By late December, Landry and others began to push harder. Plan B, Boehner’s fiscal-cliff plan, had just failed. Conservatives were starting to think that their pipe dream was possible, especially when Eric Cantor, the majority leader, and Kevin McCarthy, the majority whip, broke with Boehner on the fiscal cliff. Maybe Cantor, the thinking went, could be nominated on a second ballot if Boehner failed to get a majority on the floor.
House insiders say Raul Labrador of Idaho, Mick Mulvaney of South Carolina, Justin Amash of Michigan, and Tim Huelskamp of Kansas were also part of the plot. Huelskamp and Amash, along with two other members, had been kicked off their preferred committees by GOP leaders after the election. Like Landry, they were bitter about Boehner’s power play and wanted to respond with more than ire.
As they worked behind the scenes, and Meyer spoke in front of klieg lights, the chatter grew. Meyer says that House members told him privately that 20-plus Republicans were on the fence.
But that whisper of a growing number of rebels never materialized. Many conservatives were wary of saying anything against Boehner lest they lose their committee spots or fundraising support. Looking back, Meyer says, he “should have realized” that “these guys weren’t going to pull the trigger.”
Yet he was already in too deep to pull back. “I got a call from Matt Boyle,” a Brietbart News reporter, “who was hearing a lot of what I was hearing,” Meyer says. On the night before the speaker vote, they both heard that Boehner might even resign because of the negative publicity. “Our sources were 99.9 percent sure that he would resign within hours, or that more than 20 people were ready to vote against him.”
“I went public with that, but I wish I did not,” Meyer says. “It was a mistake on my part. We lost the expectations game right there. We had predicted something when everybody was watching us, and we predicted the wrong thing. Boehner obviously didn’t resign, but that was what I had heard. Boehner beat us. He used that conference meeting before the vote to stand up and talk about how he’s a conservative.”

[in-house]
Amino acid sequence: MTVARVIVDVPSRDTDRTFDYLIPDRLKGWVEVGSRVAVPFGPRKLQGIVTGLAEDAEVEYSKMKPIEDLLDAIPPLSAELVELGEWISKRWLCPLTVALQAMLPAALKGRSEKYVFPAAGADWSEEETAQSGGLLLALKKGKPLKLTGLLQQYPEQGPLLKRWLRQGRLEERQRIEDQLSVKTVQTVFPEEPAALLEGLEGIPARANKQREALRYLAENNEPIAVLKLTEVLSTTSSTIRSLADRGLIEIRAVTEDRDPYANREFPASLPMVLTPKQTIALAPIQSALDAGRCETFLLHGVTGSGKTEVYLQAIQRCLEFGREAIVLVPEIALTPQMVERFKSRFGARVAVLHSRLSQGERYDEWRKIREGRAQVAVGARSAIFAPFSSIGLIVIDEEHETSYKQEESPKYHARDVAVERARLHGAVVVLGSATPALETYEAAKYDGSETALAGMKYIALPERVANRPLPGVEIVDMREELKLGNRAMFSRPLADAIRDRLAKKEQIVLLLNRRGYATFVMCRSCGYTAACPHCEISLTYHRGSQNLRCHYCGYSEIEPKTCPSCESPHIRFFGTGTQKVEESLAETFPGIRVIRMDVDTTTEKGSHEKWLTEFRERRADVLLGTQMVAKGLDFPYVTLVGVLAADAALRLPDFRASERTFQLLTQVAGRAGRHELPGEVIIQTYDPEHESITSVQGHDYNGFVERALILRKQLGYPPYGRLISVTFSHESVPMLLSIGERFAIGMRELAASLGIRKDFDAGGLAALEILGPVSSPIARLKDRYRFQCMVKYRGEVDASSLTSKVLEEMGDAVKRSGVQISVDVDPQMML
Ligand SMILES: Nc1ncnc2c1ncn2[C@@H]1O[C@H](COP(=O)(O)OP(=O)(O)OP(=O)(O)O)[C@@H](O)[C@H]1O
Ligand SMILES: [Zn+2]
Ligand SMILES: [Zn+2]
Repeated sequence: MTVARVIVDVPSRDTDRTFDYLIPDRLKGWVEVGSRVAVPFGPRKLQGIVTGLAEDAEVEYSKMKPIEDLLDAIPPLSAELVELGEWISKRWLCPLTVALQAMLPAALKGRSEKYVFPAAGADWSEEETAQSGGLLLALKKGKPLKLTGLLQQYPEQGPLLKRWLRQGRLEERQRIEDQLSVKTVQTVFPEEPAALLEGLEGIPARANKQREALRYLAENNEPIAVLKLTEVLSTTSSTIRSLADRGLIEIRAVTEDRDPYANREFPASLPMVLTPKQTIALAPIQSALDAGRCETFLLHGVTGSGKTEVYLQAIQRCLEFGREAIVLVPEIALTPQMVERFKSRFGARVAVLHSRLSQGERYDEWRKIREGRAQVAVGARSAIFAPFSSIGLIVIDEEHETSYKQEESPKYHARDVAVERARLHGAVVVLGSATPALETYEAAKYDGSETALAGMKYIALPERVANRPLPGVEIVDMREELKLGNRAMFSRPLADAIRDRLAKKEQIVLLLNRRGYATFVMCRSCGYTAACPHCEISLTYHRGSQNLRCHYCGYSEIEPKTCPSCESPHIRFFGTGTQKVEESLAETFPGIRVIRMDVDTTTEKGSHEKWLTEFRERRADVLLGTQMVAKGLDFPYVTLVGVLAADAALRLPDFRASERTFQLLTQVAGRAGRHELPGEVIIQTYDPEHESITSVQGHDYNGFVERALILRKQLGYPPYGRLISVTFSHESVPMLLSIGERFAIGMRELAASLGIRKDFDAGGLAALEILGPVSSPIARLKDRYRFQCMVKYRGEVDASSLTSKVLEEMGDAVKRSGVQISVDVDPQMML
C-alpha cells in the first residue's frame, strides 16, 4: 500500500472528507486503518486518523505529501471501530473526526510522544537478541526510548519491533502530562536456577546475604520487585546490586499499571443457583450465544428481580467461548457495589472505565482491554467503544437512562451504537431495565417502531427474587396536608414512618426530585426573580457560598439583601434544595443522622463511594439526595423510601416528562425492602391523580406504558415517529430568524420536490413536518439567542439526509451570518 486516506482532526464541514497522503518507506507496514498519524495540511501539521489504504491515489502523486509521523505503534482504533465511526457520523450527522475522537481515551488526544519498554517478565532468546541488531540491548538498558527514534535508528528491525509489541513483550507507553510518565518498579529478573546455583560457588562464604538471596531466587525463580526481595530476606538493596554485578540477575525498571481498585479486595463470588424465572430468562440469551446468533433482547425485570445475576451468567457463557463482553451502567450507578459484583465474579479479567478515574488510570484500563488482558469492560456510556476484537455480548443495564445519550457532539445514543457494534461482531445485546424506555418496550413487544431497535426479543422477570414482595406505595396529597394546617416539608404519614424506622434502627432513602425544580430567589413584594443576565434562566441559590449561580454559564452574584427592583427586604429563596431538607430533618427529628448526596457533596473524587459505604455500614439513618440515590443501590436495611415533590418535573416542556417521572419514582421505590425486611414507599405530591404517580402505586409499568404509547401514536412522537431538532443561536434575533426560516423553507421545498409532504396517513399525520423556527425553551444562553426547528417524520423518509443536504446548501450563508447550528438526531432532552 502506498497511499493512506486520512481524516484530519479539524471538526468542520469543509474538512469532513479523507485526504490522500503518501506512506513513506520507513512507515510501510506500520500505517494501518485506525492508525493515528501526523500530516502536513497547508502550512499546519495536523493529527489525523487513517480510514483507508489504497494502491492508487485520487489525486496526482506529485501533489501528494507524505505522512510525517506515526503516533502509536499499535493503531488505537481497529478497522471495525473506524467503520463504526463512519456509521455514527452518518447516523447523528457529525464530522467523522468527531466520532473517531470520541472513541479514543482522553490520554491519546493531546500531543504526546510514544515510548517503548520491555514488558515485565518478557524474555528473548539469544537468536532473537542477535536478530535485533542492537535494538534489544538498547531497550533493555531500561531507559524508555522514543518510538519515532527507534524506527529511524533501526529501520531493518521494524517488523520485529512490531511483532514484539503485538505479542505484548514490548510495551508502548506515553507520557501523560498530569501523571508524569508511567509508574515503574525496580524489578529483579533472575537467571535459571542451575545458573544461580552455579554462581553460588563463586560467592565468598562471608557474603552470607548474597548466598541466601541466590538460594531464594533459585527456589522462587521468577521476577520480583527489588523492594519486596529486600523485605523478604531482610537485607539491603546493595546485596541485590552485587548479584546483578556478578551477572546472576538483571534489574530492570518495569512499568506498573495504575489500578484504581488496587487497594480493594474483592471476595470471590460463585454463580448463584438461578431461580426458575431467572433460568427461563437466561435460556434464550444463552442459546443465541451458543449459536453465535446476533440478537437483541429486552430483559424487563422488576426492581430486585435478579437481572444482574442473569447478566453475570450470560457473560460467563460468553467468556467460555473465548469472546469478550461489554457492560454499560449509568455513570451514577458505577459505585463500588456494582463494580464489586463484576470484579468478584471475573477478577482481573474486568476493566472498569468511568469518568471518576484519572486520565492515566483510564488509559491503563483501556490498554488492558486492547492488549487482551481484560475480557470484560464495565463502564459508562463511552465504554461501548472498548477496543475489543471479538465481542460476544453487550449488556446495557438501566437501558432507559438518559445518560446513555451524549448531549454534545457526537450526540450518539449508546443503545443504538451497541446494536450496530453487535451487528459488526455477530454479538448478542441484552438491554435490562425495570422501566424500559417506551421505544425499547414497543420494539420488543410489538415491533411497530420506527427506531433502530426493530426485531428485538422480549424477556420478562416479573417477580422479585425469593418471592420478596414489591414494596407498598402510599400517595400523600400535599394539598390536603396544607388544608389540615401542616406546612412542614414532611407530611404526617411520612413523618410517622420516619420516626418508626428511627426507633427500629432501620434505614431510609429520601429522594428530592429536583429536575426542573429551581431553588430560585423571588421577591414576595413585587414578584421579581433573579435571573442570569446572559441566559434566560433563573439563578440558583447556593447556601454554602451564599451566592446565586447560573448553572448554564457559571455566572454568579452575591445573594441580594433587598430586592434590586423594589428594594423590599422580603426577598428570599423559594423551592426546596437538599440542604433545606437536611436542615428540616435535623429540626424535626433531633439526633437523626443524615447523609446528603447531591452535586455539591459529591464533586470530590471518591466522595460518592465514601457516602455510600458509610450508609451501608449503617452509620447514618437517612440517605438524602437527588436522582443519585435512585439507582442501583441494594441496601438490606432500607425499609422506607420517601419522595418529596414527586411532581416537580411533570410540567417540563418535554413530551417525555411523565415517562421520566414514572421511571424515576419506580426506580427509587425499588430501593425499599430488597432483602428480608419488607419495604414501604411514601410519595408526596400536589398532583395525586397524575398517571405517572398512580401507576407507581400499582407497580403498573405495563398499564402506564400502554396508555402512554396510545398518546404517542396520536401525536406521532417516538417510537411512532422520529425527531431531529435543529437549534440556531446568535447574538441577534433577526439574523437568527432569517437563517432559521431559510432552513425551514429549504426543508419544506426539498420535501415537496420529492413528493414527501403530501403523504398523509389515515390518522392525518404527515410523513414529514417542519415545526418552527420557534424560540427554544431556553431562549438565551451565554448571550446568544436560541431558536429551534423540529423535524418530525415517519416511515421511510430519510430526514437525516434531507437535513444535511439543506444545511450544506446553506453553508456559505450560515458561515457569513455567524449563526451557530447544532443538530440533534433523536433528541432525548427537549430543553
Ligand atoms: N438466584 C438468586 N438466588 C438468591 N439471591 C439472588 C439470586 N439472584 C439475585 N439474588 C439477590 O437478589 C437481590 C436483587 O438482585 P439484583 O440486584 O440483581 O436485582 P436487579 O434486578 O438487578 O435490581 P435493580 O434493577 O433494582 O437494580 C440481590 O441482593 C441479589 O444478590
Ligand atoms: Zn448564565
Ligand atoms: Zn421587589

By Thursday morning, the support for #FireBoehner among House members was withering. Only a dozen or so members were prepared to move against the speaker. For weeks, Meyer had been hearing from members and their senior staffers that a coup was coming. He had put his reputation on the line — and he was played. “You can’t always trust members of Congress or sources,” he says.
When the clerk called the roll, only nine Republicans voted against Boehner, and three Republicans abstained. There was a moment on the floor when things got a bit chaotic, and the number of abstentions and anti-Boehner votes drifted to 17, but a second ballot was never reached. Meyer felt betrayed. Many of the rebellion’s leaders ended up voting for Boehner, even Steve Southerland.
“Look, I’m a 23-year-old activist who’s just starting,” Meyer says. “Did I learn a lot of lessons? Yeah, I did. I learned a lot about politics and the media, and about trusting people.” But it wasn’t all bad: He and Bigelow are still together, and he’s gained hundreds of Twitter followers in the process. “I’ll be fine,” he says. “Maybe I’ll run for office. My outrage about these guys flaking out has actually inspired me.”
In the meantime, he’ll keep tweeting. On Friday, #FireBoehner, as ever, was on his timeline.
— Robert Costa is National Review’s Washington editor.